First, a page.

Simeon Solomon: a talk by Frank Vigon
The painter Simeon Solomon was born in 1840 in the East End of London to a well-known Jewish family. His mother, sister and brother were also artists and he associated with the Pre-Raphaelites, as well as Swinburne. Solomon was something of a celebrity: he exhibited at the RA, Oscar Wilde owned his work (and mentions it in De Profundis) and a long poem he wrote, “A Vision of Love Revealed in Sleep”, was praised by John Addington Symonds.
In 1873 Solomon was arrested in public toilets near Oxford Street and tried for “attempted buggery, effectively ending his artistic career. A year later, he was arrested in another toilet in Paris and imprisoned. Within a decade of imprisonment, Solomon was in a workhouse in Covent Garden, still painting but alcoholic. He died of drink-related complications in 1905 and was buried at Willesden Jewish Cemetery.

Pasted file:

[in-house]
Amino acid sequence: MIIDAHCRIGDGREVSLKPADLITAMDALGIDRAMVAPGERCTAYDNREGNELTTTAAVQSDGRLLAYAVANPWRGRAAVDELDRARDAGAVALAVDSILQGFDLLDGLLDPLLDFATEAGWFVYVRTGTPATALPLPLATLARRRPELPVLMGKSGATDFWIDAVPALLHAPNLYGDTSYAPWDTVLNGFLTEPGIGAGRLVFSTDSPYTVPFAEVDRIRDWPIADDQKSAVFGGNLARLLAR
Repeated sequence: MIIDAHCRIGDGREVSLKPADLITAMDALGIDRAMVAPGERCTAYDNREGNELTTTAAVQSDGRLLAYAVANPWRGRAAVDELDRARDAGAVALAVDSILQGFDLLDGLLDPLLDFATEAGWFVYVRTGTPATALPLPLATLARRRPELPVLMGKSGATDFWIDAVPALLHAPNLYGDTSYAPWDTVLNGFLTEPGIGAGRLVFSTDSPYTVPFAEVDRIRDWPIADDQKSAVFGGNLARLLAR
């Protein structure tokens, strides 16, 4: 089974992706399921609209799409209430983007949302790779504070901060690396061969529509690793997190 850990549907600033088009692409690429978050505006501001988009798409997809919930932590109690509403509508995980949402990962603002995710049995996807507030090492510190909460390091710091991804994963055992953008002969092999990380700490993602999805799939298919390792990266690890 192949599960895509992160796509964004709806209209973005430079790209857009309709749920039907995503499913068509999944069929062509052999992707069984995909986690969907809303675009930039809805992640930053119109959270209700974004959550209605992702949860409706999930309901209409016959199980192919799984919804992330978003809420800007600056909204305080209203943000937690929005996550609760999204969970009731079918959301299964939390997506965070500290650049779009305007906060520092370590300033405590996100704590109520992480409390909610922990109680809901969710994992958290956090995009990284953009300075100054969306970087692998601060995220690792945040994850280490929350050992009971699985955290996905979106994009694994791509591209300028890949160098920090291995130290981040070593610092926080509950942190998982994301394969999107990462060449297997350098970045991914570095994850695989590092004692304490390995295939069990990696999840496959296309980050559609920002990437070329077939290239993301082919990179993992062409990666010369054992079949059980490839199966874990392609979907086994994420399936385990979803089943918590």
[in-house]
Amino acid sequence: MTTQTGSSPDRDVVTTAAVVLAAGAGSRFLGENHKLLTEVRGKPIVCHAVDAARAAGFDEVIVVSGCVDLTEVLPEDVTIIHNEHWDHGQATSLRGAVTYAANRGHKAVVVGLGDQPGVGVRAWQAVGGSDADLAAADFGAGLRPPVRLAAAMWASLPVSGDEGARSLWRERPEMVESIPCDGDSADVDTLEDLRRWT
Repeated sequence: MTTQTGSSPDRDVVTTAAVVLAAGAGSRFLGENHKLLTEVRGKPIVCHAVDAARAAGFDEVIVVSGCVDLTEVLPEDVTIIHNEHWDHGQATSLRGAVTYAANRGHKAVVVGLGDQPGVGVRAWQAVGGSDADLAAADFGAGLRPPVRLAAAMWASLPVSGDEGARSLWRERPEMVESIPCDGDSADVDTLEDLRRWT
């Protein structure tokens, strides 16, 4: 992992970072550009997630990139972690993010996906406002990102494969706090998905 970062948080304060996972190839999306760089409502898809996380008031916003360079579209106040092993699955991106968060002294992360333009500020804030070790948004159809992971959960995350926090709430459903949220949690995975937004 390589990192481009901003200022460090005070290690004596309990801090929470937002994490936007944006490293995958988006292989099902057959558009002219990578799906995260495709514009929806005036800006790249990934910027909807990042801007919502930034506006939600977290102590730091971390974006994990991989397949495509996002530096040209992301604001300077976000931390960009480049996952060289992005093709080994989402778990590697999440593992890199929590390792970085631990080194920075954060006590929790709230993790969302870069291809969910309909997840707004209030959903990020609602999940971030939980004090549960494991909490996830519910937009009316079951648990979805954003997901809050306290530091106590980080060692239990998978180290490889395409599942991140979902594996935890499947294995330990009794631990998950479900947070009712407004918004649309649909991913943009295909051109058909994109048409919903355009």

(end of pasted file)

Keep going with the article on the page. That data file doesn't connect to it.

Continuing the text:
His life has fascinated writers including Neil Bartlett whose 1987 play about the painter is also called “A Vision of Love Revealed in Sleep”. Frank Vigon became interested in Simeon Solomon when preparing a lecture on Jewish painters. He has campaigned to restore Solomon’s long-neglected grave in Willesden and set up a scholarship at the University of York to establish a legacy in the artist’s name.
The talk is free but donations will be gratefully received.
OutStories Bristol AGM
The talk will be followed by refreshments and the annual general meeting of OutStories Bristol, which all are welcome to attend. We will update you on what we have done so far and what projects we are working on next.